offsetof

This is a discussion on offsetof within the C Programming forums, part of the General Programming Boards category; In the past I'd run across some contradictory recommendations regarding the standard macro offsetof . I happened upon a use ...

  1. #1
    Just Lurking Dave_Sinkula's Avatar
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    Thumbs up offsetof

    In the past I'd run across some contradictory recommendations regarding the standard macro offsetof. I happened upon a use for it in some code I am developing, but was wary of distant memories.

    In the MISRA guidlines, summarized for Jean LaBrosee's Micro-C/OS-II, it states the following for Rule 120 (page 7).
    The macro offsetof, in library <stddef.h>, shall not be used.
    And in another piece I found while searching the web, there is this.
    Rule 120: The offsetof macro is a portable method of obtaining the offset of a struct member. The only undefined behavior applies to bit-fields.

    This rule should state: 'The use of offsetof is recommended.'
    I'd surfed comp.lang.c and found some information (which is as fun as always to interpret), but I am wondering if anyone here has any input regarding the use of offsetof? Why did MISRA give it a "shall not be used"? Are there other considerations besides portability?

    Thanks.
    Last edited by Dave_Sinkula; 06-21-2003 at 10:21 AM.
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  2. #2
    and the hat of wrongness Salem's Avatar
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    The actual text of rule 120 is
    Use of this macro can lead to undefined behaviour when the types of the operands are incompatible or when bit fields are used.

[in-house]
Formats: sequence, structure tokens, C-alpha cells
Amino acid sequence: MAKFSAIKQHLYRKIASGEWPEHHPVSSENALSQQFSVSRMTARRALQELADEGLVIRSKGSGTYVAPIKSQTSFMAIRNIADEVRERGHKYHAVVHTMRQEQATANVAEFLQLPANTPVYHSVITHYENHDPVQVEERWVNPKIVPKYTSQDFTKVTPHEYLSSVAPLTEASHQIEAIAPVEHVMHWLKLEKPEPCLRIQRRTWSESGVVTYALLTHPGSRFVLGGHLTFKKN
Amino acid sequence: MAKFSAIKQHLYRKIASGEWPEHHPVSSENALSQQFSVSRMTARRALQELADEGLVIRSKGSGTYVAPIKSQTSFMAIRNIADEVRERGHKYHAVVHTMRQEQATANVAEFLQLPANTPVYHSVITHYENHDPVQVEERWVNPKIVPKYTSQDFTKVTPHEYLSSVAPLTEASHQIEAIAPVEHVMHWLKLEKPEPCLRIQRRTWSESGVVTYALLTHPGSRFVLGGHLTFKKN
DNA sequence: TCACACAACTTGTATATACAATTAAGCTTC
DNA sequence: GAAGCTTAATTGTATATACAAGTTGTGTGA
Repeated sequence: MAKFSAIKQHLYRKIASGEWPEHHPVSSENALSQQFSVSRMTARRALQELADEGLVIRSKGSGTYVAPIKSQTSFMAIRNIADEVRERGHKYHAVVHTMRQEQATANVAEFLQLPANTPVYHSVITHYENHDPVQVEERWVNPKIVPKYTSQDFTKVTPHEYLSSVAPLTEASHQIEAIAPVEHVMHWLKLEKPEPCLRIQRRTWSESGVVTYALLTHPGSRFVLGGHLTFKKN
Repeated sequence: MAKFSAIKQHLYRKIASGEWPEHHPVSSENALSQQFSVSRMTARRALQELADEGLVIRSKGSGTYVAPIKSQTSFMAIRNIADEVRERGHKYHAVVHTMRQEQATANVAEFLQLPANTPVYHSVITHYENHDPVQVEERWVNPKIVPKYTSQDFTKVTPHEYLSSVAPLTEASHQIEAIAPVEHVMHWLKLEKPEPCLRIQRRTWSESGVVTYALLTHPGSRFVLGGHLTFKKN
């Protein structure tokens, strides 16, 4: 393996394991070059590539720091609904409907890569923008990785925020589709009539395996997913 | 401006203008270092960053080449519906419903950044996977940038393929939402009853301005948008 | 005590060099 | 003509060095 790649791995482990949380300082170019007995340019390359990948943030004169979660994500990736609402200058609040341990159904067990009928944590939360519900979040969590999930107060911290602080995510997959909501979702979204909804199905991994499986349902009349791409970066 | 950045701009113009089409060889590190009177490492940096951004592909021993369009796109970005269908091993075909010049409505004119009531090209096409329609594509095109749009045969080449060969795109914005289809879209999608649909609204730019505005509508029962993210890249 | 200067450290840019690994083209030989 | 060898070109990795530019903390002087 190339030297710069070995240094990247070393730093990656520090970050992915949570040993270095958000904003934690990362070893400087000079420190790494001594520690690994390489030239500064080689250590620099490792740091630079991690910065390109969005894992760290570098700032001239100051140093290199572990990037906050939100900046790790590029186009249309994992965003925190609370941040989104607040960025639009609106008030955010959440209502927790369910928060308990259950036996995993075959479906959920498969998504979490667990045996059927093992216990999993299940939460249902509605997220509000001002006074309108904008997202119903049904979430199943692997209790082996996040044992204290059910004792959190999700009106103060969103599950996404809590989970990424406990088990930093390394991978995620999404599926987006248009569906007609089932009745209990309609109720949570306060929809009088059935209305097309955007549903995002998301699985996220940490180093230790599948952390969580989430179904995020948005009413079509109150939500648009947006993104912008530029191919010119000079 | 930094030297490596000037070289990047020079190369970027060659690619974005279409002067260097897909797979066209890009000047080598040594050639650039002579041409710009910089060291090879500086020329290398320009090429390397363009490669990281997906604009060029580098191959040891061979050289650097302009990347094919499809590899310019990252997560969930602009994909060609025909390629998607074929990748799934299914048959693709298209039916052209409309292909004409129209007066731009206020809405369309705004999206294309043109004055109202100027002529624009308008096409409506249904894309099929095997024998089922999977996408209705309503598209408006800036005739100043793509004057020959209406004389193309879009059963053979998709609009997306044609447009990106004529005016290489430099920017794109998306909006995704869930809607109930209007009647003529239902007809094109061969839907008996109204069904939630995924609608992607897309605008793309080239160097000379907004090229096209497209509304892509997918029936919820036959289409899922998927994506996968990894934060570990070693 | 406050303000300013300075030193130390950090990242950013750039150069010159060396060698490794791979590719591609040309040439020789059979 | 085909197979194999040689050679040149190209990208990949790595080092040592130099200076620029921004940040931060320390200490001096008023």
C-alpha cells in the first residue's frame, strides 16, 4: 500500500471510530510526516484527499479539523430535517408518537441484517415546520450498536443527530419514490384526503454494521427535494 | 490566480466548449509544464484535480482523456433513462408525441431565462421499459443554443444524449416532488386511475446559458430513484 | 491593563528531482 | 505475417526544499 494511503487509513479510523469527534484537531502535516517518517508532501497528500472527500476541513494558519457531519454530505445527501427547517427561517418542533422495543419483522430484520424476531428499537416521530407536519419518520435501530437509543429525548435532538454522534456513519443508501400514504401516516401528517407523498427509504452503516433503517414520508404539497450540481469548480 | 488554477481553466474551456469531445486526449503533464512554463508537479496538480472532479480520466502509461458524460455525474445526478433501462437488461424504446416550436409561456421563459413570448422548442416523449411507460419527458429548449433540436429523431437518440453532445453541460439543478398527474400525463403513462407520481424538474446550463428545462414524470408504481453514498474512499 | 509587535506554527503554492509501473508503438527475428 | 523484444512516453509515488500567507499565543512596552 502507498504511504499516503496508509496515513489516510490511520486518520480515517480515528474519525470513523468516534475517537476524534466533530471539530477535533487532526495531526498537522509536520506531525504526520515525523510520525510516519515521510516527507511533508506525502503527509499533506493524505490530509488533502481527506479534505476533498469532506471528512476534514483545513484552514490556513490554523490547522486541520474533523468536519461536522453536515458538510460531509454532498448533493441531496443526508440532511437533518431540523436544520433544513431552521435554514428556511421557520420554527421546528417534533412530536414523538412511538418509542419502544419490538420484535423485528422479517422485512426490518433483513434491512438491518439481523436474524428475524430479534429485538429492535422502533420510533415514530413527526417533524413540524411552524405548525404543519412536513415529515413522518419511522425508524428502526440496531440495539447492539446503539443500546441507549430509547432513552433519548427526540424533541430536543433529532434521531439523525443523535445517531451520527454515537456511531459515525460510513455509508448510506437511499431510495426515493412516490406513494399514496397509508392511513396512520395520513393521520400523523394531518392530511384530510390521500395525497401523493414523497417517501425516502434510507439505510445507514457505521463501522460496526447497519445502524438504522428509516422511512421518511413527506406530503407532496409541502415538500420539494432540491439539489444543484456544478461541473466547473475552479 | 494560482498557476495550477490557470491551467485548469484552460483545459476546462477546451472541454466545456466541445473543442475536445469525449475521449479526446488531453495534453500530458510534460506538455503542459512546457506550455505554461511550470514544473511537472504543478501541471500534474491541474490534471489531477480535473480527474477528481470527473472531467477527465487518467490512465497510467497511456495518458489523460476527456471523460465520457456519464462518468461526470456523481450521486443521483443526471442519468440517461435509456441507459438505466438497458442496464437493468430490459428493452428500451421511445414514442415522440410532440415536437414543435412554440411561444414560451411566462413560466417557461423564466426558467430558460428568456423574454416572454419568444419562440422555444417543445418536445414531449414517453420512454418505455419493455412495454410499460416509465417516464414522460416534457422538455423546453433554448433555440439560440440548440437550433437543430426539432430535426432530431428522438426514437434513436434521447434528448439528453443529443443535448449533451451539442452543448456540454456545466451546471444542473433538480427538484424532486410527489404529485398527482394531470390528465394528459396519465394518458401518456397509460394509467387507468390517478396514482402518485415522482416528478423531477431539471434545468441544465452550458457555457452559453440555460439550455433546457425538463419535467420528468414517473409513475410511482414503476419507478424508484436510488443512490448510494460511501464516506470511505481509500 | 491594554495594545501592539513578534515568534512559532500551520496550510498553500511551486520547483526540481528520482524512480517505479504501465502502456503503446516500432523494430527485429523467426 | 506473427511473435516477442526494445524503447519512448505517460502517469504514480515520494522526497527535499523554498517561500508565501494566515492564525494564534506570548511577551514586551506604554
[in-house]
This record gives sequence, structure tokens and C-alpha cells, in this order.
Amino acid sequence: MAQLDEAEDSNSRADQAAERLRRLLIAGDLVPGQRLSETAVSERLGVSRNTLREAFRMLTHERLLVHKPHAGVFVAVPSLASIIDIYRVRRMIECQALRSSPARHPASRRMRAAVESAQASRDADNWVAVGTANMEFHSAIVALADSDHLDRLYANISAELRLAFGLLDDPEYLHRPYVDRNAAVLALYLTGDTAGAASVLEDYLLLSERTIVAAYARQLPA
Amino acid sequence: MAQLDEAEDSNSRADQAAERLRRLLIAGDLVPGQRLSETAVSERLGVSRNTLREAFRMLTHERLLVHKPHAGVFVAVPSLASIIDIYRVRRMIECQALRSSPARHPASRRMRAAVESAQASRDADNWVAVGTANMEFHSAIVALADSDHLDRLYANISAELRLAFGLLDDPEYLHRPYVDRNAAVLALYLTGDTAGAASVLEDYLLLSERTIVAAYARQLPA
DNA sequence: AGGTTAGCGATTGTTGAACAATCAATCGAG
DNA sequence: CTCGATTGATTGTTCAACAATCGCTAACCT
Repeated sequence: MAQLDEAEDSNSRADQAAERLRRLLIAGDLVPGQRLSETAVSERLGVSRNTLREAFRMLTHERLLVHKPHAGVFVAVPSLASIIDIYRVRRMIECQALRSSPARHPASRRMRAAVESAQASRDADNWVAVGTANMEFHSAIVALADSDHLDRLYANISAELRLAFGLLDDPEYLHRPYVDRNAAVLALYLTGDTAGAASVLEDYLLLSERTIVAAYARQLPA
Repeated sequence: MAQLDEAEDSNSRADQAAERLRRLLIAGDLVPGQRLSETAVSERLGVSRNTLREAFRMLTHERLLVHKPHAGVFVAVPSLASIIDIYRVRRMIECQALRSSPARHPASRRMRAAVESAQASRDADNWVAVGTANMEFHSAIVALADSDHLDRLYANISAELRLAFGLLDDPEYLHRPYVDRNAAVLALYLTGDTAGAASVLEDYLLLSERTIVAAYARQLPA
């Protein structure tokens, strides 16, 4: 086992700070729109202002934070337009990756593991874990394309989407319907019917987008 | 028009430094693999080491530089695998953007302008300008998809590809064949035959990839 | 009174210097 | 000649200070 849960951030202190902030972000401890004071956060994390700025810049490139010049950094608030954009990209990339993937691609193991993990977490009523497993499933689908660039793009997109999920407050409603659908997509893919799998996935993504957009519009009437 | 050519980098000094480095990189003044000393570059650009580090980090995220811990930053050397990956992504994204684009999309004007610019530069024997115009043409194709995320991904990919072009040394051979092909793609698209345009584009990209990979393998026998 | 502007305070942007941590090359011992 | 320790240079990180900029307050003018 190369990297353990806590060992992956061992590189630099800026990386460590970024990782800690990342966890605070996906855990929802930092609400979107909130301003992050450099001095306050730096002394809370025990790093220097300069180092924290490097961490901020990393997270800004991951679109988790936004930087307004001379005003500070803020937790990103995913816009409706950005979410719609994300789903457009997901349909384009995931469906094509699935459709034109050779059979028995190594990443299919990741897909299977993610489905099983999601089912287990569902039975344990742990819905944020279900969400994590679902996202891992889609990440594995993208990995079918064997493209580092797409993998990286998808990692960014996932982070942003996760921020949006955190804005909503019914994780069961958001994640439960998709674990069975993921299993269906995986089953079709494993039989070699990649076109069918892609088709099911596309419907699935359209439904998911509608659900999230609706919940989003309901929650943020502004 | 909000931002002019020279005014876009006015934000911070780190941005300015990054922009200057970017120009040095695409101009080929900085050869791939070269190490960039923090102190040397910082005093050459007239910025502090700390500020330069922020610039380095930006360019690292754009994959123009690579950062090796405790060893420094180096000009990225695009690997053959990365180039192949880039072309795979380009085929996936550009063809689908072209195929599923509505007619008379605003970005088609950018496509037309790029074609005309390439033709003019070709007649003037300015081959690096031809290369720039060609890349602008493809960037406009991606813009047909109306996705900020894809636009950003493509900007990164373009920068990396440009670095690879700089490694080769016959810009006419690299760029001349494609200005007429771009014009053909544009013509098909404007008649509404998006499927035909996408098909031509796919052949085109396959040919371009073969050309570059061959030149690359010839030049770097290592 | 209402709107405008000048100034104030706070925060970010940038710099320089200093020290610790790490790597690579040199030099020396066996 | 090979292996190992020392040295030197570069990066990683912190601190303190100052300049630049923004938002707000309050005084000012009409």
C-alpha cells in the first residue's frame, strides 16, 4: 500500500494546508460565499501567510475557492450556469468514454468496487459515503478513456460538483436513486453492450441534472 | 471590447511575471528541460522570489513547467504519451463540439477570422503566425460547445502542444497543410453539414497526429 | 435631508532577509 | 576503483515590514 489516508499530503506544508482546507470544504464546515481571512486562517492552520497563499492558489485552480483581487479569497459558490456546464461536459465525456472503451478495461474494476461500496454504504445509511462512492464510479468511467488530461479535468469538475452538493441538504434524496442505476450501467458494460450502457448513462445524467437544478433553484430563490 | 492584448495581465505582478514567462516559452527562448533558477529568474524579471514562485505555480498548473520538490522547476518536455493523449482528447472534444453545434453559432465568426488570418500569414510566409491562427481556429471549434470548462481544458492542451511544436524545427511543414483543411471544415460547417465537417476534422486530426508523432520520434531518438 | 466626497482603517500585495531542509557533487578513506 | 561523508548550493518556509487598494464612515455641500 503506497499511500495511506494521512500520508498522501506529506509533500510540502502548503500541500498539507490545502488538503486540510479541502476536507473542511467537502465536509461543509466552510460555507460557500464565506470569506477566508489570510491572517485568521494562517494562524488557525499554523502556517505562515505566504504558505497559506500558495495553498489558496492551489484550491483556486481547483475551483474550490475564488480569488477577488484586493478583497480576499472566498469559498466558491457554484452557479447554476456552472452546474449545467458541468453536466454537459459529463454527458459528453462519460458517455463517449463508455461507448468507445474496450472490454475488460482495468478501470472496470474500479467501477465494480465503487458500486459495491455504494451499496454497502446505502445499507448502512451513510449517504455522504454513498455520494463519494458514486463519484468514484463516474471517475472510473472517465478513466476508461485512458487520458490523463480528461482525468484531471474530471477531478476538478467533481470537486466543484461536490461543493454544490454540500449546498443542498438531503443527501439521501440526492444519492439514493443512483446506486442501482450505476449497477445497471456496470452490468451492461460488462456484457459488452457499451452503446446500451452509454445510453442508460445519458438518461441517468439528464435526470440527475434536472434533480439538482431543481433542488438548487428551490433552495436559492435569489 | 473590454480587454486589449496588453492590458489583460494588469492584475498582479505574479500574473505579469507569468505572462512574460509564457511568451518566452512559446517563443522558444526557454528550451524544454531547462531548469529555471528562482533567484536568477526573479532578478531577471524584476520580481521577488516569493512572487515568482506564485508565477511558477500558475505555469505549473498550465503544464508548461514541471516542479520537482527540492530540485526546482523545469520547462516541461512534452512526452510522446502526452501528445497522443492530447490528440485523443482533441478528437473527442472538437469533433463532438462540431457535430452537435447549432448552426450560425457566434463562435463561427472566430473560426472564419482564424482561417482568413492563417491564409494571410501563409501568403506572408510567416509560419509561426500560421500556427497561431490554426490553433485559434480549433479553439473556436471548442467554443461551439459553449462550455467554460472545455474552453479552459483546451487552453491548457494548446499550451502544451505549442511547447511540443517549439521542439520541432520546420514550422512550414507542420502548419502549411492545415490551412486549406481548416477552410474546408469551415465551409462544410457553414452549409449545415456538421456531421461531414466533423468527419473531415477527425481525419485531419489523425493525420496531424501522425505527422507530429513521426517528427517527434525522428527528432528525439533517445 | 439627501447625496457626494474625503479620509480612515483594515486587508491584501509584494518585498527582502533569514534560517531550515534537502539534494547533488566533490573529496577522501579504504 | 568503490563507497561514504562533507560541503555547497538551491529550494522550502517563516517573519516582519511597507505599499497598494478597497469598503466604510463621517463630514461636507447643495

Now I've no idea what the first part is trying to say - the critique just ignores it and re-affirms the undefined behaviour of bit-fields.
    It seems to be suggesting that if you have offsetof(T,m), that the compiler can fail to warn you if T is not a struct/union, or m is not a member of T.
    But that would mean the compiler is broken in my opinion.

    In C99, offsetof() is defined as having a result type of size_t. I don't have C89 to hand - perhaps it was suggesting that offsetof() just returned an integral type, and was vague about whether that was int, unsigned long or whatever.

    Another suggestion would be that if you have a union, the offset of one union member is actually a 'padding' byte in another union member. But that's nothing new, there are plenty of other ways to abuse unions by writing to one union and accessing another - a common example being the hack to determine the endian-ess of a machine.

    Some of the discussion on c.l.c seems to centre on the implicit reference to the NULL pointer. Now I've only been checking with gcc (so don't extrapolate too far), offsefof() is evaluated entirely in the compiler.
    However, if you have an array inside the struct, and you try
    &nbsp;&nbsp;&nbsp;&nbsp;offsetof( struct_with_array, array[some_var] )
    then it becomes a run-time calculation, and some implementations may be finding that NULL problematic.
    If you dance barefoot on the broken glass of undefined behaviour, you've got to expect the occasional cut.
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  3. #3
    End Of Line Hammer's Avatar
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    >>I don't have C89 to hand
    I do, here you go...:
    4.1.5 Common definitions <stddef.h>

    offsetof( type, member-designator)

    which expands to an integral constant expression that has type size_t,
    the value of which is the offset in bytes, to the structure member
    (designated by member-designator ), from the beginning of its
    structure (designated by type ). The member-designator shall be such
    that given

    static type t;

    then the expression &(t. member-designator ) evaluates to an address
    constant. (If the specified member is a bit-field, the behavior is
    undefined.)
    When all else fails, read the instructions.
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